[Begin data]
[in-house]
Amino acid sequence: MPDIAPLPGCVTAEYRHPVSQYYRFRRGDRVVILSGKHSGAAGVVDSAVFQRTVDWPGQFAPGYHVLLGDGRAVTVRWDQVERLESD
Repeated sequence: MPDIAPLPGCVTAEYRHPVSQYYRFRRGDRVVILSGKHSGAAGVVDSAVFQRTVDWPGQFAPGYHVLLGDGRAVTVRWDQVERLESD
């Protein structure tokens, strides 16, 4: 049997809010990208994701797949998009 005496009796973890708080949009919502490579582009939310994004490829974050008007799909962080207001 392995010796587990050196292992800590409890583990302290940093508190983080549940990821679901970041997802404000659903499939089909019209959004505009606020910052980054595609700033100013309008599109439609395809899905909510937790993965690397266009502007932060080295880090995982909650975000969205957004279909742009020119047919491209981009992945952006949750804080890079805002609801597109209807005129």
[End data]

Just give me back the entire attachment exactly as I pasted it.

[in-house]
Amino acid sequence: MPDIAPLPGCVTAEYRHPVSQYYRFRRGDRVVILSGKHSGAAGVVDSAVFQRTVDWPGQFAPGYHVLLGDGRAVTVRWDQVERLESD
Repeated sequence: MPDIAPLPGCVTAEYRHPVSQYYRFRRGDRVVILSGKHSGAAGVVDSAVFQRTVDWPGQFAPGYHVLLGDGRAVTVRWDQVERLESD
């Protein structure tokens, strides 16, 4: 049997809010990208994701797949998009 005496009796973890708080949009919502490579582009939310994004490829974050008007799909962080207001 392995010796587990050196292992800590409890583990302290940093508190983080549940990821679901970041997802404000659903499939089909019209959004505009606020910052980054595609700033100013309008599109439609395809899905909510937790993965690397266009502007932060080295880090995982909650975000969205957004279909742009020119047919491209981009992945952006949750804080890079805002609801597109209807005129």